Universalis
Friday 22 May 2015    (other days)
Friday of the 7th week of Eastertide
 or Saint Rita of Cascia

Christ the Lord has promised us the Holy Spirit: come, let us adore him, alleluia.

Year: B(I). Psalm week: 3.

When you were young you walked where you liked
“When you were young
you walked where you liked;
but when you grow old
you will stretch out your hands,
and somebody else will take you where you would rather not go”
Christ’s prophecy seemed to the evangelist to be speaking merely of Peter’s martyrdom, but today it has much more to say to us.
  In the bad old days people died young and they died, on the whole, quickly. In today’s kind world such things are receding into the past. Now we are deprived, one by one, of our faculties and all the achievements that made us adult and made us human. We are taken into hospitals or put into homes and imprisoned there by our weakness. If we are unlucky, we are subjected to systematic humiliation and daily petty cruelty from those who should be caring for us. If we are lucky, the kindness we receive is still a reminder that we are not the proud, independent beings we once were.
  Let us pray for the weak and old and helpless. Let us pray for their carers (ourselves included), that they may lay their frustrations before Jesus and, by his grace, not take them out on those they should be caring for. Let us pray to St Peter that God may allow us to embrace death, like him, before our endurance fails.
Saint Rita of Cascia (1377 - 1447)
She was born near Cascia, in Umbria in Italy. She was married at the age of 12 despite her frequently repeated wish to become a nun. Her husband was rich, quick-tempered and immoral and had many enemies. She endured his insults, abuse and infidelities for 18 years and bore him two sons, who grew to be like him.
  Towards the end of his life she helped to convert her husband to a more pious way of life, but he was stabbed to death by his enemies not long afterwards. He repented before he died and was reconciled to the Church.
  Her sons planned to avenge their father’s death. When Rita’s pleas were unavailing, she prayed that God should take their lives if that was the only way to preserve them from the sin of murder. They died of natural causes a year later.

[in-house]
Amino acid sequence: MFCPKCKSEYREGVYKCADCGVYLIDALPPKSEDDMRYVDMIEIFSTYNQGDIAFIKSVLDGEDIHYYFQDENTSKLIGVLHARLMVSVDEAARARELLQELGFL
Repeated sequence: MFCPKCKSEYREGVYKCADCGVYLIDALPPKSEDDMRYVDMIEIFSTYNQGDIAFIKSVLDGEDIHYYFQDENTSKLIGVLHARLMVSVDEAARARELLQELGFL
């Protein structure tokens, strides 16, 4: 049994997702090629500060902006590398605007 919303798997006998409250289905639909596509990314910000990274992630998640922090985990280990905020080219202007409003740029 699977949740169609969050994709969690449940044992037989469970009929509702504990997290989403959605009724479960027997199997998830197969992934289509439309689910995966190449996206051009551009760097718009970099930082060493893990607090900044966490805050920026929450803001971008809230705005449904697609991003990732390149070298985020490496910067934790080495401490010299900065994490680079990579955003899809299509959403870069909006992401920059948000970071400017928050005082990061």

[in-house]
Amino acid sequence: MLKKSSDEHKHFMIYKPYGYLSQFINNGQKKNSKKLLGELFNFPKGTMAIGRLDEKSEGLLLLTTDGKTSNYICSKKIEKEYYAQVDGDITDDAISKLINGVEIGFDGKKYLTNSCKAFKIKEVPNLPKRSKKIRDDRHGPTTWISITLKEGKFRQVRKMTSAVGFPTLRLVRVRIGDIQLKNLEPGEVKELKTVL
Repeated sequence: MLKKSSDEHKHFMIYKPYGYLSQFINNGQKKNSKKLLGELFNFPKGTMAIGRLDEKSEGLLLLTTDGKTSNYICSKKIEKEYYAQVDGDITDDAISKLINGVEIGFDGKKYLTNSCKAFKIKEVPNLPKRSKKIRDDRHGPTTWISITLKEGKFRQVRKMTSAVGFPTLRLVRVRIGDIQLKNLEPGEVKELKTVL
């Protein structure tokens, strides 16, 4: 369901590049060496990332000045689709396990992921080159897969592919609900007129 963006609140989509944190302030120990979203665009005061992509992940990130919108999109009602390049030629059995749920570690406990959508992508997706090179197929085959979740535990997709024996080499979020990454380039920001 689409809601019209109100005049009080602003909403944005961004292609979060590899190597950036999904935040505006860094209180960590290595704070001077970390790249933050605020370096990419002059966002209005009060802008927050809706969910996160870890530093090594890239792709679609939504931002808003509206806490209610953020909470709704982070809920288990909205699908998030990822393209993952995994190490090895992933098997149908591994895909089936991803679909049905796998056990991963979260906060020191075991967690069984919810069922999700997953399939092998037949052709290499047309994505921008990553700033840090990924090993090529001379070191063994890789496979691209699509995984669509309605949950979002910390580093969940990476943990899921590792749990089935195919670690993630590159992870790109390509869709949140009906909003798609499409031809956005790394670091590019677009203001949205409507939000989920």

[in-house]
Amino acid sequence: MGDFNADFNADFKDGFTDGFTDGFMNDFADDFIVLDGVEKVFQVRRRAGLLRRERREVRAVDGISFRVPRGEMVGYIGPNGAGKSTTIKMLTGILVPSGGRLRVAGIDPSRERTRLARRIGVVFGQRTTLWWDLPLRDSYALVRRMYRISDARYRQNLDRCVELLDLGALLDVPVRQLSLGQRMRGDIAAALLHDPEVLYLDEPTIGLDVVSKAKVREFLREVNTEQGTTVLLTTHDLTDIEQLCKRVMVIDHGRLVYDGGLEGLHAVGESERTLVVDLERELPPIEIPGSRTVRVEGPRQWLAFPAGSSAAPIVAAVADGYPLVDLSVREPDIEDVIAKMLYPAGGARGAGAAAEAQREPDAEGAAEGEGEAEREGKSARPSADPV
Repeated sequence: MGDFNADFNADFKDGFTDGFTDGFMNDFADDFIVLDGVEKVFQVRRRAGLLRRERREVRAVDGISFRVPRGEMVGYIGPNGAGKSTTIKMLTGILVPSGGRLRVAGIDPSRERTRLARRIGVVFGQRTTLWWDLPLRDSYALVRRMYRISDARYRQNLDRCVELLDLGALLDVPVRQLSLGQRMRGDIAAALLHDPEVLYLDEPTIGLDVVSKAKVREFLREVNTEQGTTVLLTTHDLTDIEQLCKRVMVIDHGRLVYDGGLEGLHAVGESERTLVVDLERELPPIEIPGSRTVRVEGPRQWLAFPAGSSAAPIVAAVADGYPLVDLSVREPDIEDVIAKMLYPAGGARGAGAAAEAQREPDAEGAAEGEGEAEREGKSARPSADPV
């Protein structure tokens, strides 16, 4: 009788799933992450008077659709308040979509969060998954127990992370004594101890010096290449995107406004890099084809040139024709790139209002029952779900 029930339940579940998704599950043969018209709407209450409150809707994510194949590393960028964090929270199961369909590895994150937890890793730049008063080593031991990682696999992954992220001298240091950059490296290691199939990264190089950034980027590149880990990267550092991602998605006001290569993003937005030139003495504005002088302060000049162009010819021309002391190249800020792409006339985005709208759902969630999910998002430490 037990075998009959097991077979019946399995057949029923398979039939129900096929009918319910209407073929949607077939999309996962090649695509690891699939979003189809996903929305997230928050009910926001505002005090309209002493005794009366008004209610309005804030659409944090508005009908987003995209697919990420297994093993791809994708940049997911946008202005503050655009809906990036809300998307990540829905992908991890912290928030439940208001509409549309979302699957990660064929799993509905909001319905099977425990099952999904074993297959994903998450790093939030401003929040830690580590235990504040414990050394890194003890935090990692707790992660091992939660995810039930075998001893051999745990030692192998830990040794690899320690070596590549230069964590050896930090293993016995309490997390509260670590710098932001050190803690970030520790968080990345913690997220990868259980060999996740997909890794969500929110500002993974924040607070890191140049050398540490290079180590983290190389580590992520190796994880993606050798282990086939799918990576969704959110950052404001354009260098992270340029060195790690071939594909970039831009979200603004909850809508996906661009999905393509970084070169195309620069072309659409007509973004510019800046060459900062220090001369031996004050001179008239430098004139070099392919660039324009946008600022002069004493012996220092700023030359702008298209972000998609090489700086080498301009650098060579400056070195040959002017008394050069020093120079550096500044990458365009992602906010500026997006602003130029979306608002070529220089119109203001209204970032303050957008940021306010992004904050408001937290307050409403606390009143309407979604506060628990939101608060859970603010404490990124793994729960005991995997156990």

Rita asked to join the convent of St Mary Magdalen at Cascia. She was rejected for being a widow, since the convent was for virgins only, and later given the impossible task of reconciling her family with her husband’s murderers. She carried out the task and was allowed to enter the convent at the age of 36. She remained there until her death at the age of 70.
  She is widely honoured as a patron saint of impossible or lost causes.
  See also the article in Wikipedia.

Mid-morning reading (Terce)Acts 2:32,36 ©
God raised this man Jesus to life, and all of us are witnesses to that. For this reason the whole House of Israel can be certain that God has made this Jesus whom you crucified both Lord and Christ.

Noon reading (Sext)Galatians 3:27-28 ©
All baptised in Christ, you have all clothed yourselves in Christ, and there are no more distinctions between Jew and Greek, slave and free, male and female, but all of you are one in Christ Jesus.

Afternoon reading (None)1 Corinthians 5:7-8 ©
Get rid of all the old yeast, and make yourselves into a completely new batch of bread, unleavened as you are meant to be. Christ, our passover, has been sacrificed; let us celebrate the feast, then, by getting rid of all the old yeast of evil and wickedness, having only the unleavened bread of sincerity and truth.

Scripture readings taken from the Jerusalem Bible, published and copyright © 1966, 1967 and 1968 by Darton, Longman & Todd, Ltd and Doubleday, a division of Random House, Inc, and used by permission of the publishers. For on-line information about other Random House, Inc. books and authors, see the Internet web site at http://www.randomhouse.com.
 
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